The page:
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People v. Underwood

OPINION FILED AUGUST 30, 1982.

THE PEOPLE OF THE STATE OF ILLINOIS, PLAINTIFF-APPELLEE,

v.

DANIEL UNDERWOOD, DEFENDANT-APPELLANT.



Appeal from the Circuit Court of Cook County; the Hon. Fred J. Suria, JUSTICE MCGLOON DELIVERED THE OPINION OF THE COURT:

Rehearing denied October 4, 1982.

Following a jury trial, Daniel Underwood (defendant) was found guilty of aggravated battery and attempt murder. He was sentenced to a term of 10 to 30 years in prison. He now appeals.

On appeal, defendant argues that: (1) the trial court erred in denying his motion to suppress; (2) the evidence was insufficient to prove beyond a reasonable doubt that defendant was legally responsible for his partner's acts; (3) the jury was improperly instructed as to the legal definition of accountability; (4) the trial court should have clarified the jury instruction defining responsibility; (5) the trial court erred in permitting the prosecutor to misstate the law regarding accountability during closing argument; (6) the trial judge gave an improper response to a juror's question during deliberations; (7) the trial court deprived defendant of his right to a fair trial by permitting a juror to remain on the jury after she said she could no longer be fair; (8) the sentence he received for his conviction of attempt murder was excessive; and (9) he was denied his right to a speedy trial because there was a 75-month delay between his arrest and trial.

We affirm.

In the early morning hours of Sunday, April 8, 1973, Curtis Bolton was working at a Clark gas station located at the intersection of Chicago and Kedzie avenues. Bolton noticed two suspicious looking characters in an alley behind the station. Suspecting that he was about to be robbed, Bolton called the police. Chicago police officers Drink and Kanzler promptly responded to the call. When they arrived, defendant and Barney Lonzo entered a building near the gas station. The two officers followed them into the building and ordered them to come down from the first landing. Lonzo leaned over a railing and shot Officer Kanzler with a .45-caliber pistol. Officer Drink called for further police assistance.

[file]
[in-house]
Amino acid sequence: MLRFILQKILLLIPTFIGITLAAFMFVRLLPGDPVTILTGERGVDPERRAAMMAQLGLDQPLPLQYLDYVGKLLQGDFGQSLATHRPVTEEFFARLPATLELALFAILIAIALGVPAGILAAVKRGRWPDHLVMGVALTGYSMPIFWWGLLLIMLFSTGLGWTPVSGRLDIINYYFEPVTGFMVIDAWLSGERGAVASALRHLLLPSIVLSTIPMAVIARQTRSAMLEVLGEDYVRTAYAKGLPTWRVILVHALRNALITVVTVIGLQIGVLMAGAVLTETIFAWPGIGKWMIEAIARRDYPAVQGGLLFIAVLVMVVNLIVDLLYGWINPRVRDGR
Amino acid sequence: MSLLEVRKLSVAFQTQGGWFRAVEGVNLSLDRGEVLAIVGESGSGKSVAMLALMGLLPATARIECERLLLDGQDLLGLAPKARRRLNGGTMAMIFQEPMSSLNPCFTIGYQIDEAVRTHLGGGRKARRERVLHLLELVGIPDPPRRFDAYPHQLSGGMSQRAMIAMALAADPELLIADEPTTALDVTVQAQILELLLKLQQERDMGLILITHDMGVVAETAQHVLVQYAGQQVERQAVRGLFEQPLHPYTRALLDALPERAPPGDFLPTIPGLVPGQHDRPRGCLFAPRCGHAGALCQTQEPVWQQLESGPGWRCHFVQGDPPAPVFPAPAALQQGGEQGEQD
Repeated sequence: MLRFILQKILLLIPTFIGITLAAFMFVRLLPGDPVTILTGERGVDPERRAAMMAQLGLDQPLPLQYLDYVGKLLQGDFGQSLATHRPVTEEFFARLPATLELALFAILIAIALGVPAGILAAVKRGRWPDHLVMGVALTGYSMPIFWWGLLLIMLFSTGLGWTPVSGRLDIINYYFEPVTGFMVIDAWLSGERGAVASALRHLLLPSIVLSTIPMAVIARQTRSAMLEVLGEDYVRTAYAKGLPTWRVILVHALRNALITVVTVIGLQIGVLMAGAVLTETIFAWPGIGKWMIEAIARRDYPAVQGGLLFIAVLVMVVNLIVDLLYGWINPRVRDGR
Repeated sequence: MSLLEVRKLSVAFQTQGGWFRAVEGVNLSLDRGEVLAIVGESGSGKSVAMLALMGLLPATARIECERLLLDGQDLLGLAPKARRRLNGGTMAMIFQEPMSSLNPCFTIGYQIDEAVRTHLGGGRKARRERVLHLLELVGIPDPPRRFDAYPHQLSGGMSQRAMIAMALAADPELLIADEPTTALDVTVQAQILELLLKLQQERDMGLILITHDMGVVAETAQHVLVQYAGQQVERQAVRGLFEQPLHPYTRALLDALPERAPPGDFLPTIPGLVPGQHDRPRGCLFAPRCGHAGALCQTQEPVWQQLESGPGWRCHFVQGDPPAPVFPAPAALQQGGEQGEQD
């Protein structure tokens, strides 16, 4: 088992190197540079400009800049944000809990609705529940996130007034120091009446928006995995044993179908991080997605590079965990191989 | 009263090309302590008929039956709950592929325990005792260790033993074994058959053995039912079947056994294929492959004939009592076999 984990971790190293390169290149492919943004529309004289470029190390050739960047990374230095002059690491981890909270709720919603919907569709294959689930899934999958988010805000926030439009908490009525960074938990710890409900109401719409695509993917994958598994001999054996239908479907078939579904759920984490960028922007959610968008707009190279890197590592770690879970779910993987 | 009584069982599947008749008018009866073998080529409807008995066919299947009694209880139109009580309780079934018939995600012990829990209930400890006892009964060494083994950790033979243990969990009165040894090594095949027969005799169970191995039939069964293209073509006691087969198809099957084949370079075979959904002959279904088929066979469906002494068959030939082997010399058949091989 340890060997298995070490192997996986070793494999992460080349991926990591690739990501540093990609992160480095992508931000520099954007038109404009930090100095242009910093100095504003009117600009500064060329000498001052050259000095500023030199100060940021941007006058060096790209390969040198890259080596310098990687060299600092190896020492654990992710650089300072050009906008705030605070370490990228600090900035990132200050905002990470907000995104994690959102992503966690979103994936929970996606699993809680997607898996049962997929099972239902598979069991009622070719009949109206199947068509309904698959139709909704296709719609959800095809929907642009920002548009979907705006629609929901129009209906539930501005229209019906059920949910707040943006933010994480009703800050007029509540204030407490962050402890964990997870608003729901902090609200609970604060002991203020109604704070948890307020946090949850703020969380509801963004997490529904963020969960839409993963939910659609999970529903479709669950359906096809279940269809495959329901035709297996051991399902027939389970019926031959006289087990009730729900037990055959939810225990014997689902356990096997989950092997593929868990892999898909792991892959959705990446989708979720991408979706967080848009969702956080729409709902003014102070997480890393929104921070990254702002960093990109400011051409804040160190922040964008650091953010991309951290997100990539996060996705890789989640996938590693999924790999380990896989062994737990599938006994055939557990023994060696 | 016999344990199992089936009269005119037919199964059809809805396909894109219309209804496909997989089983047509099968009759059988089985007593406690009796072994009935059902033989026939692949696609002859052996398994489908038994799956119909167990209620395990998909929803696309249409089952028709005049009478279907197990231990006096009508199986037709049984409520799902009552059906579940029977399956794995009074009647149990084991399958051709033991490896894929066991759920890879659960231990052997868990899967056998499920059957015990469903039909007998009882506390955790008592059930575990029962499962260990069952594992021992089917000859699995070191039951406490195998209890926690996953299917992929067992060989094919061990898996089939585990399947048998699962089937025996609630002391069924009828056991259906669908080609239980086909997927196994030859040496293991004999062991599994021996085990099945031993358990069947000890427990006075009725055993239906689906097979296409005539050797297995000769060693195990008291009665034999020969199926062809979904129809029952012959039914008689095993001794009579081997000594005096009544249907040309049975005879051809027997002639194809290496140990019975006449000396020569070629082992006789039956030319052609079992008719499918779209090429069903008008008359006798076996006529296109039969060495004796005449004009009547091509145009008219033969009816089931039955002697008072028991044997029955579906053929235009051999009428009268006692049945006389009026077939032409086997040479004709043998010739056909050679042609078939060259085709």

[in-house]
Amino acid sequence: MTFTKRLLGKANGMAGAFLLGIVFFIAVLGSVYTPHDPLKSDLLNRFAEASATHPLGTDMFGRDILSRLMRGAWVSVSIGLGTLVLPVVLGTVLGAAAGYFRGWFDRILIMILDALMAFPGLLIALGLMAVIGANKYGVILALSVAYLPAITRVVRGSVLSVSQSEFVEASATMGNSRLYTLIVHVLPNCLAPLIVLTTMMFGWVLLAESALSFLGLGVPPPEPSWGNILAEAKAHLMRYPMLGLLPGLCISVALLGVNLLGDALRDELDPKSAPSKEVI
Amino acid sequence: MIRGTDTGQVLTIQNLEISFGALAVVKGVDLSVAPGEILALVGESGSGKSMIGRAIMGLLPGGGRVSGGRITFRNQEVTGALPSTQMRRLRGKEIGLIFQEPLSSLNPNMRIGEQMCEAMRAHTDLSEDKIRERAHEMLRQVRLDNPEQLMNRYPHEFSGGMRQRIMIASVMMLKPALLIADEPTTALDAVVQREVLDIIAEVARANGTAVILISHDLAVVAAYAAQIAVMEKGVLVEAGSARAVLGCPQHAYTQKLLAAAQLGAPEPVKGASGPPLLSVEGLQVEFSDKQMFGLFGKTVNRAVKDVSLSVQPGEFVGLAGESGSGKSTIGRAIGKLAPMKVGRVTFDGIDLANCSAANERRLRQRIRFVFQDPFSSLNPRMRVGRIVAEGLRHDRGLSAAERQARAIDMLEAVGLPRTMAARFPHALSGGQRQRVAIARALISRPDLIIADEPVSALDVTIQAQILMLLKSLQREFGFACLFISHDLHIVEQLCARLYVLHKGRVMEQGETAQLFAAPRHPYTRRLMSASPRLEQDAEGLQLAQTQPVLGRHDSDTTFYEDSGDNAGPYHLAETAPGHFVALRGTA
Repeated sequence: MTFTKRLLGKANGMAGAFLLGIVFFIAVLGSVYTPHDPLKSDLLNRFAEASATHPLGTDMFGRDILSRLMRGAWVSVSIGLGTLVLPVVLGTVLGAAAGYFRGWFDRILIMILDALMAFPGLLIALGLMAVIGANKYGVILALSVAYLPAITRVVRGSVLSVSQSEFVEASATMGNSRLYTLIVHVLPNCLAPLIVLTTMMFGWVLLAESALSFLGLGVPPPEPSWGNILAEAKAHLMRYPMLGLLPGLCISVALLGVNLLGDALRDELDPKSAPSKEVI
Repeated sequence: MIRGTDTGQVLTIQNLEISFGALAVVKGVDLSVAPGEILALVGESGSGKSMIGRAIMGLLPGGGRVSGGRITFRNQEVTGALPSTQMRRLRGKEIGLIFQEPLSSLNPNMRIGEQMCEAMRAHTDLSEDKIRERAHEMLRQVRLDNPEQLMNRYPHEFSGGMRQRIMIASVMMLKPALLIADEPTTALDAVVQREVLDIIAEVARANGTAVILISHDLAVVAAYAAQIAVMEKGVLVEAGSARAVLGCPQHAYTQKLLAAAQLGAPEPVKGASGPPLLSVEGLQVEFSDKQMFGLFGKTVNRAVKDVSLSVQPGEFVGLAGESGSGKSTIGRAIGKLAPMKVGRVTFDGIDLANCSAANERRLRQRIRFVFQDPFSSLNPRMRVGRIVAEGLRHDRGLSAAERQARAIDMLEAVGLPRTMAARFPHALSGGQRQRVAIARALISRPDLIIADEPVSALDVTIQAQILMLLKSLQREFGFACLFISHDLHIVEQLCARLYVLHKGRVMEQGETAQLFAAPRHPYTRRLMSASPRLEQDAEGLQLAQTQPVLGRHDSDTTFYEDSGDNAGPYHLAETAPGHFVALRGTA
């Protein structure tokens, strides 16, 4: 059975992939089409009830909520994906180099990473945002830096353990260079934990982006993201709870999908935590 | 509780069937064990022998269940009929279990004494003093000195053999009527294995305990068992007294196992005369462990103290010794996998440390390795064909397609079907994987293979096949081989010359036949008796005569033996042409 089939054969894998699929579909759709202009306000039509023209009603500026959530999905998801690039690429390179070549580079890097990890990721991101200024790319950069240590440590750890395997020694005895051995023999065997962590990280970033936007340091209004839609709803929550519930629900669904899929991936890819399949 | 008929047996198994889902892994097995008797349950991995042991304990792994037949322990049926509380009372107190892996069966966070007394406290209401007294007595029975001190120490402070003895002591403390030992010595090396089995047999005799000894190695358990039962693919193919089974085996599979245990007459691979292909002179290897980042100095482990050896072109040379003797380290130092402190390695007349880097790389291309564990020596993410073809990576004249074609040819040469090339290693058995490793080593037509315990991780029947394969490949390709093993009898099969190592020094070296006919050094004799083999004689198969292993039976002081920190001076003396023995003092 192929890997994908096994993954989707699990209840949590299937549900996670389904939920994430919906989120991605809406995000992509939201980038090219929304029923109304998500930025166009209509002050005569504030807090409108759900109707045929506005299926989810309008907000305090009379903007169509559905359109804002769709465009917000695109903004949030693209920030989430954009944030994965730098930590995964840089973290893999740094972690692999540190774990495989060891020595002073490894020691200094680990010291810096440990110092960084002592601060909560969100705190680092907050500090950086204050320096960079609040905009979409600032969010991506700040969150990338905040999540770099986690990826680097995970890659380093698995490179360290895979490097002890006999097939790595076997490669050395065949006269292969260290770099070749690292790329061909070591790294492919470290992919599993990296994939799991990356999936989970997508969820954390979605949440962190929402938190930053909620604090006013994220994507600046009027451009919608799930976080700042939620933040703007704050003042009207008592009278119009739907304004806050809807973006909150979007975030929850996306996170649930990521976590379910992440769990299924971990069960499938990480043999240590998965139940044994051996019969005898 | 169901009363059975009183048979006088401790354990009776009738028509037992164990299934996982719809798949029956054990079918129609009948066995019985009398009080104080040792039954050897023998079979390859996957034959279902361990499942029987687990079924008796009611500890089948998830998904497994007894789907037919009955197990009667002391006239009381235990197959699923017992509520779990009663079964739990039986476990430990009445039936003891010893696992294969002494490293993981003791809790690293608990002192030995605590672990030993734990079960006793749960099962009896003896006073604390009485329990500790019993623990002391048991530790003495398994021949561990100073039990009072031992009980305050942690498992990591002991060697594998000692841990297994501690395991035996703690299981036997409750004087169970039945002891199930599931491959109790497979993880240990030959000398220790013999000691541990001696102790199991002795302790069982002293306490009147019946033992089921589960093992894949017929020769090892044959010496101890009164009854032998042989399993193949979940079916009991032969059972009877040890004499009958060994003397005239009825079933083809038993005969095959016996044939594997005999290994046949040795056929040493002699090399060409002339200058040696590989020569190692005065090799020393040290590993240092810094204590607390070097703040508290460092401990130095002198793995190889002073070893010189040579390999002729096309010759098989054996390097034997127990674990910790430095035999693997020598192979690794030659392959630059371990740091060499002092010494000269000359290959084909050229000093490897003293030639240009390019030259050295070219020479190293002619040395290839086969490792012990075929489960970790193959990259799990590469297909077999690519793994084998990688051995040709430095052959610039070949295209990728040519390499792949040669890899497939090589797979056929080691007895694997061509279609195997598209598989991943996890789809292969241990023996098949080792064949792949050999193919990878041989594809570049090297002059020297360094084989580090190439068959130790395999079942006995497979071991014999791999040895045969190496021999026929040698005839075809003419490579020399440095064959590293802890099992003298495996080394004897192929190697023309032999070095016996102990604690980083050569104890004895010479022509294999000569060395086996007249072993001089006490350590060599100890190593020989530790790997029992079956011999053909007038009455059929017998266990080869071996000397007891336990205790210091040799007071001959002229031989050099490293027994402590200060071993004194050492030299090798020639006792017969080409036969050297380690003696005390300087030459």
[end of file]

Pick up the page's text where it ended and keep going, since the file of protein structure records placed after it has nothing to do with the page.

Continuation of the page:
Officers Cool, Guido, Colonna and Ferrell responded to Drink's call for help. Defendant and Lonzo entered an apartment in the building through the front door and ran through to the back porch. As Officer Ferrell arrived at the back of the building, he was shot in the face.

Defendant and Lonzo fled into another apartment in the building, in which a family named Young resided. Defendant was found sitting in the bedroom of the apartment. Officer Drink testified that as he approached defendant, defendant positioned himself in a karate stance. The two fought for several minutes until defendant was subdued by another officer, Officer Broderick. Broderick punched and shoved defendant, using his hands, feet, body and handcuffs to control defendant. He claims he did not strike defendant after he was handcuffed.

Defendant was arrested and taken to the 11th District lockup. Approximately one hour after his arrest, defendant was given his Miranda warnings and the questioning began. All of the officers present agreed that defendant did not request a lawyer. They all testified that he was lucid and coherent during the Miranda warnings and questioning and that he did not complain of any pain. According to the officers, defendant confessed that he and Lonzo had planned to rob the gas station.